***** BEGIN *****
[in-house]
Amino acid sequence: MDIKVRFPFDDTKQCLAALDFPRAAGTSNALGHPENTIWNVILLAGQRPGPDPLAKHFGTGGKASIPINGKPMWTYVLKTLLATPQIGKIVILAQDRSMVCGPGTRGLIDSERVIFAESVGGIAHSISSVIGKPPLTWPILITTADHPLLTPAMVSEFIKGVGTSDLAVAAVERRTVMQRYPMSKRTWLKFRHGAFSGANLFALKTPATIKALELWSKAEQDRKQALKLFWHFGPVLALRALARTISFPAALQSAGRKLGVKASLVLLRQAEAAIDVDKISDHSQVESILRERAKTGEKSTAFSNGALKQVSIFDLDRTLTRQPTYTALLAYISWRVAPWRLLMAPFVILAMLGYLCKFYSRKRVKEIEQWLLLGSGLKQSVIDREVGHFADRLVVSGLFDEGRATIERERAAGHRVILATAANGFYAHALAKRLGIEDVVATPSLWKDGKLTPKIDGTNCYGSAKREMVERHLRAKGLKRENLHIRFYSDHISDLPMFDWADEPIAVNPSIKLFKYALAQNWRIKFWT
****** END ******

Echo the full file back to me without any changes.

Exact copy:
[in-house]
Amino acid sequence: MDIKVRFPFDDTKQCLAALDFPRAAGTSNALGHPENTIWNVILLAGQRPGPDPLAKHFGTGGKASIPINGKPMWTYVLKTLLATPQIGKIVILAQDRSMVCGPGTRGLIDSERVIFAESVGGIAHSISSVIGKPPLTWPILITTADHPLLTPAMVSEFIKGVGTSDLAVAAVERRTVMQRYPMSKRTWLKFRHGAFSGANLFALKTPATIKALELWSKAEQDRKQALKLFWHFGPVLALRALARTISFPAALQSAGRKLGVKASLVLLRQAEAAIDVDKISDHSQVESILRERAKTGEKSTAFSNGALKQVSIFDLDRTLTRQPTYTALLAYISWRVAPWRLLMAPFVILAMLGYLCKFYSRKRVKEIEQWLLLGSGLKQSVIDREVGHFADRLVVSGLFDEGRATIERERAAGHRVILATAANGFYAHALAKRLGIEDVVATPSLWKDGKLTPKIDGTNCYGSAKREMVERHLRAKGLKRENLHIRFYSDHISDLPMFDWADEPIAVNPSIKLFKYALAQNWRIKFWT